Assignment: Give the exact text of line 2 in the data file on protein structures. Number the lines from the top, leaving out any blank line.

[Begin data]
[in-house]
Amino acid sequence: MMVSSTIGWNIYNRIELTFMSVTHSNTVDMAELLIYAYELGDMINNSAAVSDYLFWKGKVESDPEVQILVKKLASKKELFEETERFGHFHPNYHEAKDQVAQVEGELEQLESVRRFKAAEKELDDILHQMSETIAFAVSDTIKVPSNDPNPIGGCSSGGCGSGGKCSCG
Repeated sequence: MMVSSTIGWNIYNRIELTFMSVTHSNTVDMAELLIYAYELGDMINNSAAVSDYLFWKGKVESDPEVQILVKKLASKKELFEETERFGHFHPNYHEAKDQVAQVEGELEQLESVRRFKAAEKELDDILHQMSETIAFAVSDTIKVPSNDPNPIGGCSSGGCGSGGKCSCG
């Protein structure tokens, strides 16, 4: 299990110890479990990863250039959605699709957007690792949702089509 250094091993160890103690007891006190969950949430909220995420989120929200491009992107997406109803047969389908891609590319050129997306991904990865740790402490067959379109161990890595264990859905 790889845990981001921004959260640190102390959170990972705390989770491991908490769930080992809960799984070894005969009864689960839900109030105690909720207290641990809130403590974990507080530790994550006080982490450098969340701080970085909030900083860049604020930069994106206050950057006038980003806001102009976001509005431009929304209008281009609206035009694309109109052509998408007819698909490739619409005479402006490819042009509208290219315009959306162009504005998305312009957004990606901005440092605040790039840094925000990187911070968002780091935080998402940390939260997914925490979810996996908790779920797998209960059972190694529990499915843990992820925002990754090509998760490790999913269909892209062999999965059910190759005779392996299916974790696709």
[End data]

Amino acid sequence: MMVSSTIGWNIYNRIELTFMSVTHSNTVDMAELLIYAYELGDMINNSAAVSDYLFWKGKVESDPEVQILVKKLASKKELFEETERFGHFHPNYHEAKDQVAQVEGELEQLESVRRFKAAEKELDDILHQMSETIAFAVSDTIKVPSNDPNPIGGCSSGGCGSGGKCSCG